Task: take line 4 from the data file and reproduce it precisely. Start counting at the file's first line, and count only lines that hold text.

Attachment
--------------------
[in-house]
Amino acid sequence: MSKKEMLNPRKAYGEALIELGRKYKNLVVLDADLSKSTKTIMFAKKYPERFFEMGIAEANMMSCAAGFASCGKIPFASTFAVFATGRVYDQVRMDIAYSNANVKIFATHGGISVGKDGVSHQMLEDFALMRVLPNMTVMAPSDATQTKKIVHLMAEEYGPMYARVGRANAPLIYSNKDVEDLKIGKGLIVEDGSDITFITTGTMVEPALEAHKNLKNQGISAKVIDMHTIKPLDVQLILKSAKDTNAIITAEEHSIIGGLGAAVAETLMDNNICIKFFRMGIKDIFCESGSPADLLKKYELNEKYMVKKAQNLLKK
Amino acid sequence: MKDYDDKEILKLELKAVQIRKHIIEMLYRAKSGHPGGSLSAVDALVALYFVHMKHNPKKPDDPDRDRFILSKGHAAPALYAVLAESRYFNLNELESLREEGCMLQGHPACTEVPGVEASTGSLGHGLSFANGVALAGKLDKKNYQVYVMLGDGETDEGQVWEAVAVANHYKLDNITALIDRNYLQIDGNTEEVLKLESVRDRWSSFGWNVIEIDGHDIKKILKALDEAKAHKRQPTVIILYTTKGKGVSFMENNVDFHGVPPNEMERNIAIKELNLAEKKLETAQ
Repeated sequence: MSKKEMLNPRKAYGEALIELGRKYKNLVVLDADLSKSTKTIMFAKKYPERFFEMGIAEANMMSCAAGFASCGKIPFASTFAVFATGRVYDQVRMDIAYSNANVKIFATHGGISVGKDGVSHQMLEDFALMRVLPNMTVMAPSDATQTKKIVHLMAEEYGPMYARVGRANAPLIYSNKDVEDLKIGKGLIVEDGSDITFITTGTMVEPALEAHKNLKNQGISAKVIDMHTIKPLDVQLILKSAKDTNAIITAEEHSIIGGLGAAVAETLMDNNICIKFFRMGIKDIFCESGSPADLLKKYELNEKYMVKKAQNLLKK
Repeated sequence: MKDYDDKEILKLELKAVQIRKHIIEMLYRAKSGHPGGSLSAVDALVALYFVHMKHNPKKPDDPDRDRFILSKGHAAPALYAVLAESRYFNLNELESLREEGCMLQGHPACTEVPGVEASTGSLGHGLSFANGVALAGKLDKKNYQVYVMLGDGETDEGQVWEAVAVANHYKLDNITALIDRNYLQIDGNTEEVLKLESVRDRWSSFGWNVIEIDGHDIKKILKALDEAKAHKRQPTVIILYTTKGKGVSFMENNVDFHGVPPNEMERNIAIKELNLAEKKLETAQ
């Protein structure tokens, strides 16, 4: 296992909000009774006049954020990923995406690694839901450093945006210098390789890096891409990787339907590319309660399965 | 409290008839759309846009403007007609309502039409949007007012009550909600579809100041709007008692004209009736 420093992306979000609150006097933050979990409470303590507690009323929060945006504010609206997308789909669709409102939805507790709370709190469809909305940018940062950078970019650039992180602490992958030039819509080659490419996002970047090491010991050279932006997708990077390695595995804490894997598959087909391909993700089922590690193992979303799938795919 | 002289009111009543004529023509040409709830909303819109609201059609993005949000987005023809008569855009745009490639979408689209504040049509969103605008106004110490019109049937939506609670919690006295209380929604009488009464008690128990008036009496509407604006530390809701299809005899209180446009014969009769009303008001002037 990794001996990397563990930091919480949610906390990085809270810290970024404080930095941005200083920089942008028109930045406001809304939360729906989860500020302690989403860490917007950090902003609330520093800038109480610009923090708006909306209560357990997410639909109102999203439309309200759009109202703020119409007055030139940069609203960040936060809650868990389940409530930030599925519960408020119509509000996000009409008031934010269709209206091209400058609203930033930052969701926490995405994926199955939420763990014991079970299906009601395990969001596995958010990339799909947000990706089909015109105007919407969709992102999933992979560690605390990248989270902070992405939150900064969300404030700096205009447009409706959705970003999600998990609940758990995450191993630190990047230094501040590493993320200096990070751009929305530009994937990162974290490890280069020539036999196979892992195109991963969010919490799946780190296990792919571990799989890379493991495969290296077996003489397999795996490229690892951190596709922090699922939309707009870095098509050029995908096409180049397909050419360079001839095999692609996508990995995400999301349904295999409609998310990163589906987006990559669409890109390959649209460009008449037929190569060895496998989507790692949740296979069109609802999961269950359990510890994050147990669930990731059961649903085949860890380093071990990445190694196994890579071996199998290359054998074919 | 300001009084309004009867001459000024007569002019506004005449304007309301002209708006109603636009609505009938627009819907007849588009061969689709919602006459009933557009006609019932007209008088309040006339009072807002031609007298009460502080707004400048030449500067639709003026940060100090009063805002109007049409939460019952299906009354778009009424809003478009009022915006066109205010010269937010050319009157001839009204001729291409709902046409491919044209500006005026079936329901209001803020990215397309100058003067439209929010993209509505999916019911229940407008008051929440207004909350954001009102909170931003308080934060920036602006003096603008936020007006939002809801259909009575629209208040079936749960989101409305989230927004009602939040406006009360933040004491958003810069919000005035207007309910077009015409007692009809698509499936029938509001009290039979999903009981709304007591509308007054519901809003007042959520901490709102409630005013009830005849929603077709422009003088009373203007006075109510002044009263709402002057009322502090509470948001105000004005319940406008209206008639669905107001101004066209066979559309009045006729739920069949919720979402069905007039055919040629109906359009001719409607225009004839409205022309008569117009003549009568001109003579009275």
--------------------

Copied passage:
Repeated sequence: MSKKEMLNPRKAYGEALIELGRKYKNLVVLDADLSKSTKTIMFAKKYPERFFEMGIAEANMMSCAAGFASCGKIPFASTFAVFATGRVYDQVRMDIAYSNANVKIFATHGGISVGKDGVSHQMLEDFALMRVLPNMTVMAPSDATQTKKIVHLMAEEYGPMYARVGRANAPLIYSNKDVEDLKIGKGLIVEDGSDITFITTGTMVEPALEAHKNLKNQGISAKVIDMHTIKPLDVQLILKSAKDTNAIITAEEHSIIGGLGAAVAETLMDNNICIKFFRMGIKDIFCESGSPADLLKKYELNEKYMVKKAQNLLKK